Types of Aviation Weather Briefings

Types of Aviation Weather Briefings

Aviation Weather

Types of Aviation Weather Briefings

Standard Briefing

The standard preflight briefing will include the following elements:

  • Adverse Conditions: Significant meteorological information that might influence you, the pilot, to alter your proposed route of flight, or even cancel your planned flight entirely (e.g., thunderstorms, icing, turbulence, low ceilings, or visibility)
  • Synopsis: A brief statement as to the cause of the weather (e.g., fronts or pressure systems) which are pertinent to your proposed route-of-flight
  • Current Conditions: When your proposed time of departure is within two hours, a summary of the current weather, including Pilot Weather Reports (PIREPs) and radar weather information applicable to your planned flight
  • En Route Forecast: The briefer will summarize the forecast conditions (unless requested to read the forecasts verbatim) along your proposed route in a logical order (i.e., climb-out, en route, and descent)
  • Destination Forecast: The destination forecast for your planned ETA will be provided, including any significant changes expected within one hour of your planned time of arrival
  • Winds Aloft: The briefer will summarize forecast winds aloft for the proposed route. Temperature information will be provided on request; and
  • Notice to Airmen (NOTAMs): “Current” NOTAMs pertinent to your proposed route of flight will be provided. However, information on Global Positioning System (GPS) outages, Long Range Navigation (LORAN), and military training routes and areas (e.g., Military Training Routes (MTRs) and Military Operations Areas (MOAs)), along with PUBLISHED NOTAMs must be specifically requested. (When requesting the status of MTRs and MOAs please provide the briefer with the route number identifier or MOA name.) It is always good judgment to inquire whether the briefer has access to all military activity along your proposed route, or whether you will also need to contact another Flight Service Station (on standard FSS radio frequencies) along your route-of-flight to check on the activity and status of designated military areas.

Abbreviated Briefing

Request an Abbreviated Briefing when you need the information to supplement other electronically acquired data (e.g., TIBS or DUATs), update a previous briefing, or when you need only one or two specific items. Provide the briefer with appropriate background information, the time you received the previous information, and the specific items needed. You should indicate the source of the information already received so that the briefer can limit the briefing to the information that you have not received, and provide appreciable changes
in meteorological conditions or aeronautical information since your previous briefing. To the extent possible, the briefer will provide the information in the sequence used in a Standard Briefing. If you request only one or two specific items, the briefer is required to advise you if adverse conditions are present or forecast. Details on these conditions will be provided at your request. Often, and especially when doing local flying, you may want to update the weather at a specific airport. You can do this by directly dialing an automated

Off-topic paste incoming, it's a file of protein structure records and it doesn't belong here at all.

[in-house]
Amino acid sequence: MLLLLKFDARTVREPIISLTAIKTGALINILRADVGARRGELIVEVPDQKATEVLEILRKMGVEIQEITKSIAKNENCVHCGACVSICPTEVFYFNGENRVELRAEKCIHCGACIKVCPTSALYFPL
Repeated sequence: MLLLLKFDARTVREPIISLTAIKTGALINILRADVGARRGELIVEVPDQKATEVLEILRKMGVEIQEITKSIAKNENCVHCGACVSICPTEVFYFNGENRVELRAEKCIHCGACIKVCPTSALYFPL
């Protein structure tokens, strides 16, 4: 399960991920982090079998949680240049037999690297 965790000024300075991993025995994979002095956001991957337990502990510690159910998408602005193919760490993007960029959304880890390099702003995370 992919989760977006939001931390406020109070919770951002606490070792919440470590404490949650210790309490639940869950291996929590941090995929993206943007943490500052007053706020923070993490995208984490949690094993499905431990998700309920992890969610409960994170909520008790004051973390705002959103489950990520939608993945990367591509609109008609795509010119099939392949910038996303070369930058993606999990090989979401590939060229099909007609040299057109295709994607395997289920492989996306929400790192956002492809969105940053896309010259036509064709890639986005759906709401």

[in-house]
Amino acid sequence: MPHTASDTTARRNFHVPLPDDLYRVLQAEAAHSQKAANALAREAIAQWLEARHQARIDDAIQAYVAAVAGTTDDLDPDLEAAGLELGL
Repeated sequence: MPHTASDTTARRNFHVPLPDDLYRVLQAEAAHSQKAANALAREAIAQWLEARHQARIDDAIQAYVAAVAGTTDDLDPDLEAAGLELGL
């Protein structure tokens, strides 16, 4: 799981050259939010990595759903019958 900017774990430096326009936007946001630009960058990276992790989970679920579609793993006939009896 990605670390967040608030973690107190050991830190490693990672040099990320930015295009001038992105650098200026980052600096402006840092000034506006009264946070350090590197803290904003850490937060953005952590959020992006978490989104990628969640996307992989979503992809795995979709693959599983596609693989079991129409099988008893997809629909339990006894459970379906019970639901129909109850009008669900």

weather system, if available, at that airport.

Outlook Briefing

You should request an Outlook Briefing whenever your proposed time of departure is six or more hours in the future. In this case, the briefer will provide you with available forecast data applicable to your proposed departure time. This type of briefing is provided for planning purposes only. You should obtain a Standard Briefing as close to departure as possible in order to obtain the latest current conditions, forecasts, and NOTAMs. Often, graphical weather depictions obtained through DUATs or the Internet can provide excellent trend information and so may be used accordingly.

In-flight Briefing

If at all possible, obtain a preflight briefing by telephone or by electronic means prior to departure. In cases when you are already in flight and you need to obtain a standard briefing or update a previous briefing in-flight, you should contact Flight Service not Flight Watch. After contact, you should advise the specialist of the type of briefing you require and provide appropriate background information. You will then be provided information as specified in the above paragraphs, depending on the type of briefing requested. The FLIGHT WATCH service is not meant to provide you with a full standard briefing. Rather, rely on FLIGHT WATCH to provide you with the most current en-route weather. And when using FLIGHT WATCH, always give a PIREP so other pilots may benefit from your reports of the weather, ride, etc.

In-flight Data Linked Weather

Technology advancements now allow suitably equipped aircraft to receive textual and graphical data linked to weather products and other information. However, just like weather information received over the Internet, it is imperative (and even more so in-flight) that the pilot uses the most current information, not out-of-date or invalid weather products. Also remember while airborne, to judiciously spread your time between “head in the cockpit” and “outside” watching for other traffic. That is good judgment!


Aviation Weather is a required Task within all of our Flight Instructor training courses. Here is a link to the courses we offer here at CFI Academy.

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Instrument Rating (IR)